Coming to your state, Edo, do we still have factions; if we have, what is the way forward?
Edo PDP will continue to have factions, but I always try to explain that when this thing started, I had nothing to do with it. O stood for Osunbor, A stood for Anenih, but when Osunbor left and joined Chief Anenih which ought to have marked the end of the resistance from a side, the people behind him said they won’t. So they came to me and asked me to lead them.
That is how I got involved. As far as I am concerned, I am looking forward to a day when the PDP will grab the governorship of Edo State.
But, people are saying that in 2012, PDP will contest. PDP cannot genuinely talk about winning an election in 2012 if it hasn’t commenced bringing the party together. Besides, the people of Edo are hungry for development and, whether we like it or not, Oshiomhole has been providing that development and many of them are taken in, they love it and they are interested in what he is doing.
So it will be an uphill task to say let me displace him. My view is that we should sit down with Oshiomhole at a table, produce our card, let him see it, we see his own and we discuss where we go from there and it is only then we will enjoy Edo State. But, as things stand now, there is a lot of bad blood between various leaders, it won’t help. We should first of all try and reconcile the leaders and then we will find ourselves heading for a defined objective.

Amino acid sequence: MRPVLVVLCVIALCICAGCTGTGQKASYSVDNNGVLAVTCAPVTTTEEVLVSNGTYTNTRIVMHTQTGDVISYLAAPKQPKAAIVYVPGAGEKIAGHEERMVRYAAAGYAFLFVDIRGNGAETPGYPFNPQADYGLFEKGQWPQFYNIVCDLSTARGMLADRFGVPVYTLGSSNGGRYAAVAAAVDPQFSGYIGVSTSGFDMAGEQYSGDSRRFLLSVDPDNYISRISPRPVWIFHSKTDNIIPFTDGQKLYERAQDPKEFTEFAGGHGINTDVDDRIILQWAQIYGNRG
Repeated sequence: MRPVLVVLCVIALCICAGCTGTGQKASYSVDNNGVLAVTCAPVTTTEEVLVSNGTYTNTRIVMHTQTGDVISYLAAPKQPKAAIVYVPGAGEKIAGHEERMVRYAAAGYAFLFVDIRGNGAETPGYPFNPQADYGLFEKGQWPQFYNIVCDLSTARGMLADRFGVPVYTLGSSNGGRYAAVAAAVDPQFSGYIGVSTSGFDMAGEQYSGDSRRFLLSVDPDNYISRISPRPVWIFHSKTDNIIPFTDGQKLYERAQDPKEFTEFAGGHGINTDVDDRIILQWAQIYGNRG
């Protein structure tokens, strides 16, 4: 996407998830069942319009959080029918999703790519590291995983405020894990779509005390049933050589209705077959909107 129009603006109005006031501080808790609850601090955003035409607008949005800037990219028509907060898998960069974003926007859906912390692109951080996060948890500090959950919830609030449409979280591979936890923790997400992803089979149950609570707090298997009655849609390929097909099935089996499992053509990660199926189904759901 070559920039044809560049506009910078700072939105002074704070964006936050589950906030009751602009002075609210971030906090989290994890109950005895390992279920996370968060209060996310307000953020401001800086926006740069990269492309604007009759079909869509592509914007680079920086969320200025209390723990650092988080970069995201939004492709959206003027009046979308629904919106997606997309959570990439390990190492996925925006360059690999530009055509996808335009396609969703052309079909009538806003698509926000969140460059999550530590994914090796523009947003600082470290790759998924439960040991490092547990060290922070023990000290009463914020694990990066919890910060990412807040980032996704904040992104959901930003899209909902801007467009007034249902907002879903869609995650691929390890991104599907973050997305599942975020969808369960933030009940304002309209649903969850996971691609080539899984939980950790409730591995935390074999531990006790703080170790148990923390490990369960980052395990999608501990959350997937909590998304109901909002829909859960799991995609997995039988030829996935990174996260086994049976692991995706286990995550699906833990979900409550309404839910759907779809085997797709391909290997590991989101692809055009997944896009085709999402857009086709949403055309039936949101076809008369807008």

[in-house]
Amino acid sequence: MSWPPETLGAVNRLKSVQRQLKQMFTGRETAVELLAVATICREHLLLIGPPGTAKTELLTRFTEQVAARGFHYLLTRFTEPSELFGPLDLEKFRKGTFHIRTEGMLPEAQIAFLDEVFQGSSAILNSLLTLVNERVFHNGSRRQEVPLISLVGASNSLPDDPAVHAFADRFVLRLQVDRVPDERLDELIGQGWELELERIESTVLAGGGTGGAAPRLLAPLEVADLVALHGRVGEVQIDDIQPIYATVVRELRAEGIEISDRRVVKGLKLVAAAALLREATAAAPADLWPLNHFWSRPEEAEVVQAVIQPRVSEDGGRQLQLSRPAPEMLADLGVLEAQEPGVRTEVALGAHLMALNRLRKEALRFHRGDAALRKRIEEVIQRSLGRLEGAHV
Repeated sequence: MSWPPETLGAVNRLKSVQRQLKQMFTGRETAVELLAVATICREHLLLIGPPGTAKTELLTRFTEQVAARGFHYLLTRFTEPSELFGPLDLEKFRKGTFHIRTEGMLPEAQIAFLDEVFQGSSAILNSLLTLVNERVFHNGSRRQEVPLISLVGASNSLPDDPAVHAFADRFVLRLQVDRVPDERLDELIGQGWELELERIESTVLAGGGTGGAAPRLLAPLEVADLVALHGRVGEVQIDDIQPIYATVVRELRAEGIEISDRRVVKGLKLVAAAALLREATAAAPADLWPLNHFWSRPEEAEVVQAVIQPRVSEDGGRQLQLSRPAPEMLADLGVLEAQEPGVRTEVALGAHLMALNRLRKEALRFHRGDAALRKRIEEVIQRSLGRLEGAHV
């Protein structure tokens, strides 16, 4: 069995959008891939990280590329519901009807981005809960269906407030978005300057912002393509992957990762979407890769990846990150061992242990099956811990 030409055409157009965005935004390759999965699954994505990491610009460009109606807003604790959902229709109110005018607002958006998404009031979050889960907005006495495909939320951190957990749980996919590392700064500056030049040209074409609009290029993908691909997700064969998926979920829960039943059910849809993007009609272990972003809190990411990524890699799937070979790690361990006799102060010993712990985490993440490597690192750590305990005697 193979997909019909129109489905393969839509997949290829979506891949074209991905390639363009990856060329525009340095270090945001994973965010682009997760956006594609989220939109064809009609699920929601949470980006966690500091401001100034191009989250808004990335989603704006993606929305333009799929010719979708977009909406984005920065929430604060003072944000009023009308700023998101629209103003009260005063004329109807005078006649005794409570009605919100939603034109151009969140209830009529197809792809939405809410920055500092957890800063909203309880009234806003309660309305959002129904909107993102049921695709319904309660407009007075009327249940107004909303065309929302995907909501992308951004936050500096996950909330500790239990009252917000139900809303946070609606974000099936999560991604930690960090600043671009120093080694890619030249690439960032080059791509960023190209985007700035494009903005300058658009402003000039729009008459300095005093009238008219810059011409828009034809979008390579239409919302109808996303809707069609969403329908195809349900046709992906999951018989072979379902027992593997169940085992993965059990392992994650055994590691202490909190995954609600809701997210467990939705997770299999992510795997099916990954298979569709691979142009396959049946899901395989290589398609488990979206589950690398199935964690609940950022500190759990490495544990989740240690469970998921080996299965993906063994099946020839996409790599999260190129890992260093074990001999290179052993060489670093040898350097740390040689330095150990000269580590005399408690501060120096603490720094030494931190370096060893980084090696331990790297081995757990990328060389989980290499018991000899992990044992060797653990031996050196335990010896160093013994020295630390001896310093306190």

Generally, what will you tell Nigerians?
The advice one can give which I have found to be very useful is that if you support the government of the day and you stay within the government circle, you can effect a lot of changes because changes, advice from within takes less time to execute than changes advocated from outside, which is seen as an opposition.
So what Nigerians need is to give Jonathan a chance in his four years. We must help him because he wants to leave behind a legacy for us to remember him; just like America and the world is talking about Lincoln, we will be talking about Goodluck Jonathan.
The other thing I felt very happy about is that, for the first time since independence, an elected southerner is governing the country. So Jonathan in effect is the arrow head of the younger generation that has opened a big gate for everybody to participate and for everybody to believe that they belong.
It is only that, that will help. Today, many Nigerians see themselves that ‘I can be the president of Nigeria tomorrow’. So nobody bothers whether I am a southerner, a northerner, an easterner or a westerner and that is what Jonathan has achieved and we should help him to concretize it.
Some governors apologized publicly to Boko Haram. Was this in the right direction?
I have no facts to support their action, so I cannot make a meaningful comment.